Object-Oriented Software Engineering

This is an archived version of https://www.jhu-oose.com that I (Leandro Facchinetti) developed when teaching the course in the Fall of 2019. Some of the links may be broken.

Iteration 3: Core Features

As you work on your project in this iteration, you must update the project board that you submitted as a Roadmap in Iteration 0 to keep track of your progress.

You may need to revise parts of the Design, and even parts of the Project Proposal as you develop the application. Update the documents as required.

Submit the code base for of your application in the root directory of the master branch of your group’s repository at https://github.com/jhu-oose/2019-group-<identifier>.

You must implement the core distinguishing features of your application and demonstrate them on the Midterm Presentation by the end of the iteration. This includes rigorous testing, documentation, deployment, and so forth. The application doesn’t have to be usable yet, but it must be working well enough to show the core concepts in action. The specifics of what this entails depends a lot on the nature of your project, so you must work with your advisor early in the iteration to establish the goals.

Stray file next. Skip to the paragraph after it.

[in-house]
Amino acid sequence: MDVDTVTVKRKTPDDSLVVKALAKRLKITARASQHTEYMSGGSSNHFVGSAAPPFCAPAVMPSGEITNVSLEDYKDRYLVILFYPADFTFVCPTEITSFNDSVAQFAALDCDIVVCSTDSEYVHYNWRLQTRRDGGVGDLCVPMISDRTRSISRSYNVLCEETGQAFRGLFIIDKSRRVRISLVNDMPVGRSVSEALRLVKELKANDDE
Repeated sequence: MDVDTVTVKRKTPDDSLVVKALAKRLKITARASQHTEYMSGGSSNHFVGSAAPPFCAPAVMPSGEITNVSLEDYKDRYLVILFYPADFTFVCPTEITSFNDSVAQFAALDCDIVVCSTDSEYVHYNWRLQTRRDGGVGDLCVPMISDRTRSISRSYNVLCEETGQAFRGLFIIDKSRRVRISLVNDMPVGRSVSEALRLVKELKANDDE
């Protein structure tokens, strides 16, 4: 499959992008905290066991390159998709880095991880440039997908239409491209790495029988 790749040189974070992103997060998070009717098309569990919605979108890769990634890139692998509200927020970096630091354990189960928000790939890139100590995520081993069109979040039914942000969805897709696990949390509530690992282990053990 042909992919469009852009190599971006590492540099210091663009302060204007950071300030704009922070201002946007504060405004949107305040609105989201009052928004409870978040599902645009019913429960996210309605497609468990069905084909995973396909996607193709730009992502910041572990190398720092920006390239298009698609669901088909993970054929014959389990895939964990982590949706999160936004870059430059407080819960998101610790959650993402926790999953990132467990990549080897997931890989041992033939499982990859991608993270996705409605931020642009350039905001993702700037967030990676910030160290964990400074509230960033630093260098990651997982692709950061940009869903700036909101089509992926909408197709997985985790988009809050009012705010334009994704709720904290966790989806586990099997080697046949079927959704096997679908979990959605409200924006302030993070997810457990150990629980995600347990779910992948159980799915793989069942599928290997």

For example, returning to our Yelp for restrooms from Iteration 2, suppose that the core feature of the application is to find restrooms along a route: you’ll spend the day in a new city, so you tell the application what your route will be, and it shows the best restrooms on the way. By the end of this iteration your application must be able to perform this search, taking in consideration the time it takes to get from one point to the other, the ratings of the restrooms, and so forth. Other features that aren’t core but are still essential may be left for Iteration 4, for example, actually writing the reviews (instead of relying on reviews hard-coded into the database for testing purposes), posting pictures of the restrooms, and so forth.